- Myths and Realities
Langdon felt a chill. They played Tarot? The
medieval Italian card game was so replete with hidden heretical
symbolism that Langdon had dedicated an entire chapter in his new
manuscript to the Tarot. The game's twenty-two cards bore names
like The Female Pope, The Empress and The Star. Originally, Tarot
had been devised as a secret means to pass along ideologies banned
by the Church. Now, Tarot's mystical qualities were passed on by
modern fortune tellers.
(Chapter Twenty, p. 92)
Brown has Langdon making some remarkable assertions here, few if
any of which can be substantiated by evidence. Tarot cards have
their origins in a bridge-style card game which first appeared in
medieval Italy. As in bridge, the game had trump cards and the modern
English name 'tarot' comes from the Italian 'tarrocco' meaning 'trump'.
Both words derive from the Latin 'triumphi' or 'triumph'.
The games minor
cards had suits which varied widely from place to place and over
the centuries. Today they are standardised as cups, pentacles, wands
and swords. In the past they had various names - chalices, cauldrons,
coins, disks, stars, bells, wands, leaves, blades, spears and acorns.
The major cards also varied widely, depicting characters which tended
to be traditional figures, parodies, carnival characters, sly jokes
and topical satires.
For the first
five hundred years of their history, this is all the (various) tarot/tarrochi
decks were - playing cards. Then, in the Eighteenth Century, an
eccentric Swiss pastor and amateur self-taught antiquarian, Antoine
Court de Gébelin, decided that the Tarot deck was clearly
a survival of ancient Egyptian magic. As a Freemason and dabbler
in things occult, De Gébelin shared the Eighteenth Century's
fascination with all things Egyptian. Egyptian hieroglyphics were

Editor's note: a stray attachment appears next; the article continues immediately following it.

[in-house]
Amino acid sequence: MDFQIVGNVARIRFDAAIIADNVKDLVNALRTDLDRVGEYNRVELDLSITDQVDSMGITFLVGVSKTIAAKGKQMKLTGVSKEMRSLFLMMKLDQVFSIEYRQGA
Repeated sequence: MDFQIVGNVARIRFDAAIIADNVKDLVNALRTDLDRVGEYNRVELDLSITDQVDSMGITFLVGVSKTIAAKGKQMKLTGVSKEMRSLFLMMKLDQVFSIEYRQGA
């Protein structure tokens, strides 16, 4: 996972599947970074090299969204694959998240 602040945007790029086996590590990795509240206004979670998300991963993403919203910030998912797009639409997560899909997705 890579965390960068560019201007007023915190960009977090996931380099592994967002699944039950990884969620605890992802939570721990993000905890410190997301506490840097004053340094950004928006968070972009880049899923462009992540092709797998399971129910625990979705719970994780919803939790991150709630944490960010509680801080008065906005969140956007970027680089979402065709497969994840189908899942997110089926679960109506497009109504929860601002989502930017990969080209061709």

yet to be deciphered and so they were the focus of a wild array
of theories as to their esoteric and magical meaning.
were associated with gypsies who were then thought, incorrectly,
to be descendants of the ancient Egyptians. De Gébelin constructed
an elaborate history for the Tarot, claiming that it preserved the
secrets of the Egyptian 'Book of Thoth' and linked them to the Hebrew
alphabet, which was also widely considered to be deeply esoteric
and magical. Nothing of de Gébelin's fantasies had any basis
in fact or credible research.
It was De Gébelin
who first suggested the Tarot was meant to be used for fortune telling.
It seems that this use of the Tarot caught on in popularity in French
royal circles, but it was a Parisian ex-barber and charlatan called
Alliette, aka 'Le Grand Etteilla' who added astronomical elements
to the traditional card game deck and popularised the idea of cartomancy
around the time of the French Revolution. It gained further popularity
due to Napoleon's wife Josephine's devotion for card readings in
the early Nineteenth Century
Thanks to modern
occultists like Crowley and the commercialisation of many forms
of divination via the New Age movement, few people now realise that
the Tarot has merely been a playing card deck for most of its history
and is still used as such in Italy, France and Spain.
about the Tarot's 'hidden heretical symbolism' play on popular,
modern conceptions of the Tarot, but the actual historical basis
for these ideas is flimsy to say the least.
and the Goddess
Leonardo was a well-documented devotee of the
ancient ways of the goddess.
(Chapter 20, p. 96)
devotion to 'the goddess' is 'well-documented' then these documents
must be known only to Brown's Langdon, because they are entirely
unknown to any of the many thousands of scholars who have studied
Leonardo's life and work. All the actual documented evidence regarding
Leonardo has no hint of any such devotion. Brown uses this slow
drip-feed of assertions of this kind to build a suggestion that
this is the case, but there is absolutely nothing to support this
or any similar assertions in The Da Vinci Code.
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